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Grant Details

Grant Number: 1R01CA237827-01A1 Interpret this number
Primary Investigator: Zuley, Margarita
Organization: University Of Pittsburgh At Pittsburgh
Project Title: Sequential Reading Effects in Digital Breast Tomosynthesis
Fiscal Year: 2020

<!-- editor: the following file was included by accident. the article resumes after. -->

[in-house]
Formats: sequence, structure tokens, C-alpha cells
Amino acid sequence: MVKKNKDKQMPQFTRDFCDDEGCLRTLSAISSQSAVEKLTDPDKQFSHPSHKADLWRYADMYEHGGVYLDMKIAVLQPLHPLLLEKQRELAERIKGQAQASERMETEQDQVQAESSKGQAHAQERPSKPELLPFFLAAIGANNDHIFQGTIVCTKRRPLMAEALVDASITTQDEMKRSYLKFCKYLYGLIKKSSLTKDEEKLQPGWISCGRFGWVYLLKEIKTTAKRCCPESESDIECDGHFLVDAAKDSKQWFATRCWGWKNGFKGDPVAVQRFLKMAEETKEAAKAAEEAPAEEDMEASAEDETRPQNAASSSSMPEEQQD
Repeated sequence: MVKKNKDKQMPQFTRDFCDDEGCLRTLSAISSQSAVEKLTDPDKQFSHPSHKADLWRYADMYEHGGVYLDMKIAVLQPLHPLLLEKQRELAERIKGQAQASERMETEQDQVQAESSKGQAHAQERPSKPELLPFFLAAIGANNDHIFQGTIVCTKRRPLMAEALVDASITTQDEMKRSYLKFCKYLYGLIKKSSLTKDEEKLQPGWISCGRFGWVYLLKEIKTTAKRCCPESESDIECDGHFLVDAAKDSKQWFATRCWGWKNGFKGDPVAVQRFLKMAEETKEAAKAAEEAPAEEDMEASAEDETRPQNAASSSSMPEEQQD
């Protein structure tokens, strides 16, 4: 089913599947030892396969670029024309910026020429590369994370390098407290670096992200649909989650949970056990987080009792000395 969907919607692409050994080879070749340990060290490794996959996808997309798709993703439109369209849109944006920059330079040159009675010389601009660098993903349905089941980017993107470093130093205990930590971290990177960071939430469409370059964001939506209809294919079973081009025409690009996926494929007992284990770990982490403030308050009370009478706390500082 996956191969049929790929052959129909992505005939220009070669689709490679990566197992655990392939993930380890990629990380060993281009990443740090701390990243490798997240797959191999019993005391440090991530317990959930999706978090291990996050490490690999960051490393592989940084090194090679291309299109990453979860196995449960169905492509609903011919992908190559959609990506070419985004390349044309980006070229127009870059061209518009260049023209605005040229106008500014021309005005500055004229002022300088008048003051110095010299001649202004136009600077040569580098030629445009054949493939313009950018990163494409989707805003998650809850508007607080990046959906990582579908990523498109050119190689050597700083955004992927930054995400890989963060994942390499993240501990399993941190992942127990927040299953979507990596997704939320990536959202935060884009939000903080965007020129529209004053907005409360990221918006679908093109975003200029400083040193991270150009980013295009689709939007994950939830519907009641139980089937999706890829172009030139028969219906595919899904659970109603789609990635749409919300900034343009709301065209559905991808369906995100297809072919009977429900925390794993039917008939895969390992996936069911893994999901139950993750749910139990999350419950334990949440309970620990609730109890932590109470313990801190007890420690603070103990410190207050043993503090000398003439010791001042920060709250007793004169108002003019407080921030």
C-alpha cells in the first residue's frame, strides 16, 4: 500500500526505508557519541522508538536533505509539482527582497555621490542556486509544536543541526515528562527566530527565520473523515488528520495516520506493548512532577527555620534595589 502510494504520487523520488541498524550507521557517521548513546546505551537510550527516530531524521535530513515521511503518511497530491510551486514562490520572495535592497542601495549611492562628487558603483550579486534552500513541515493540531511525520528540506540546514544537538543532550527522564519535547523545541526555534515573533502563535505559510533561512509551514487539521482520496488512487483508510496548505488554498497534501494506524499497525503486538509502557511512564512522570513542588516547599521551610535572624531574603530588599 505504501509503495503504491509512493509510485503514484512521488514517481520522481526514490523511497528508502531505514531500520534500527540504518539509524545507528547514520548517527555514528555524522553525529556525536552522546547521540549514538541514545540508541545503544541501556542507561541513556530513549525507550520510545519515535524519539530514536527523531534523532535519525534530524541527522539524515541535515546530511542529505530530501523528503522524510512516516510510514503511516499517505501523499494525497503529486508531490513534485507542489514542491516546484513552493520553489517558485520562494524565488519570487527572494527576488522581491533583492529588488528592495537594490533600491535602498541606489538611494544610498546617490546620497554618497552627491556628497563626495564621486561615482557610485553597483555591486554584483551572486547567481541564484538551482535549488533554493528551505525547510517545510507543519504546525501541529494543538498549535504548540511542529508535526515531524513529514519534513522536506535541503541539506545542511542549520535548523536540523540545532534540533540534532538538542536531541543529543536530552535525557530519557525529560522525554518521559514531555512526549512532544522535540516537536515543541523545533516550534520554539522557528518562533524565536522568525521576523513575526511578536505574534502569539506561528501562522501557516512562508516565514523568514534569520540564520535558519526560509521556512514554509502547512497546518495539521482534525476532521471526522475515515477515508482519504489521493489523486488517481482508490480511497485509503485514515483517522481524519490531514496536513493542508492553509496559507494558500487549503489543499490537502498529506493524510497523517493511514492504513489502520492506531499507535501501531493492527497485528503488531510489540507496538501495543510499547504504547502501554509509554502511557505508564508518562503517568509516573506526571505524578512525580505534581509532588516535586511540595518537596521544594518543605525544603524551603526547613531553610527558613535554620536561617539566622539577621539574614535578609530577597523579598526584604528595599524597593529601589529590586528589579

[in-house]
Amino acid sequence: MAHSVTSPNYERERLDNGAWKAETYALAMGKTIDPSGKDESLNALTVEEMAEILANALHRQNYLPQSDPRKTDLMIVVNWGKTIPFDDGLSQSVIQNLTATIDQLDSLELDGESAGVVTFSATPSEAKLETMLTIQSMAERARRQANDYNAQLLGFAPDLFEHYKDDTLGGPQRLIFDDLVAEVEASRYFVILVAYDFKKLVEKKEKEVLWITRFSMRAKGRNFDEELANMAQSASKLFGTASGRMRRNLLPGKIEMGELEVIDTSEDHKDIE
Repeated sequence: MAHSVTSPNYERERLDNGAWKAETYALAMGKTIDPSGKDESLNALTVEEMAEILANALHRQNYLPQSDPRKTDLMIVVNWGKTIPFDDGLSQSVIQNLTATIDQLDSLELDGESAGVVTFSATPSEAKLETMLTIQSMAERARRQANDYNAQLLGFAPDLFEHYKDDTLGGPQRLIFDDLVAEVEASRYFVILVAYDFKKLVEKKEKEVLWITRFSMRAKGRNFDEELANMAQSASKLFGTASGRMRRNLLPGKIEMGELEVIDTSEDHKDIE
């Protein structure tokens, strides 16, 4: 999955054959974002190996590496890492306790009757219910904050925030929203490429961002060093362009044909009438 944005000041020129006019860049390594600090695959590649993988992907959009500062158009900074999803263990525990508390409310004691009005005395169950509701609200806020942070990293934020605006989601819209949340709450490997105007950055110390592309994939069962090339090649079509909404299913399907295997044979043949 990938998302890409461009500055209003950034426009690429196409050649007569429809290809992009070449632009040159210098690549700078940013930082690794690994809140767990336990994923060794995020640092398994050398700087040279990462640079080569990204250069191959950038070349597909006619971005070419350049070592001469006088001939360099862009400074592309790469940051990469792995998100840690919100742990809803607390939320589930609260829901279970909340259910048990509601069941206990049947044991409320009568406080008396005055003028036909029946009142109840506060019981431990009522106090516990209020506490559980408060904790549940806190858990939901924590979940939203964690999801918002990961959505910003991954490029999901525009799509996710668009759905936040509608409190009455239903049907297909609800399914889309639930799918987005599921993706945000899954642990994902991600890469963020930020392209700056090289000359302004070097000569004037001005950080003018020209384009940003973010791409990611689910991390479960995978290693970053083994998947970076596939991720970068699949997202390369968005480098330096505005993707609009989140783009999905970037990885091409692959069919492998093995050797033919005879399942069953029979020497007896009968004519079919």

Project Summary/Abstract Digital breast tomosynthesis (DBT) has emerged as a viable imaging modality for breast cancer screening. But despite its improvements over standard mammography, the breast imaging community is well aware of its limitations. Roughly 40 million women in the United States have a screening mammogram each year, and the combination of a high-volume exam and less than ideal performance have made screening mammography an active area of research for many years. Prior studies have shown that reading breast screening images in batches improves performance, in terms of lower overall recall rates without significant change in the cancer detection rate. But no mechanism for this improvement has been demonstrated. A recently published clinical trial in the UK with over 1 million screening mammograms read by 360 practicing clinicians finds that screening performance actually improves as a reader progresses through a batch of mammograms. We hypothesize that, rather than vigilance, the operational mechanism affecting performance in batch reading is adaptation, which is consistent with improved performance over the course of a batch. We propose to characterize sequential reading effects in DBT images, to see if there is evidence to support our hypothesis that readers visually adapt to the statistical structure of the images as they read them. A few studies have shown adaptation effects in digital mammograms, but there have been no studies to date evaluating sequential effects in DBT. If adaptation is functioning in batch reading of DBT images, then there are a variety of was to take advantage of it to improve screening performance. We propose a thorough evaluation of sequential effects in DBT images that includes basic visual assessments of adaptation, statistical analysis of retrospective clinical data, and prospective analysis of performance in clinical reader studies. These will be analyzed to determine if image readers are consistent with the adaptation hypothesis, improved performance with depth in a batch, and modeled to see if there are additional factors that influence adaptation. Our project consists of three specific aims that cover these topics. Aim 1 implements a battery of visual assessments that define and characterize visual adaptation to DBT images. Aim 2 proposes mining clinical DBT reading data at the University of Pittsburgh Medical Center to evaluate retrospective performance detecting cancer (true-positive rates) and recalling patients (false-positive rates). This data will be modeled with factors that include adaptive sequential effects. Aim 3 will evaluate screening performance in DBT images in “laboratory” studies using clinical readers and cases that evaluate the effects of different batch length and the ordering of cases within a batch.



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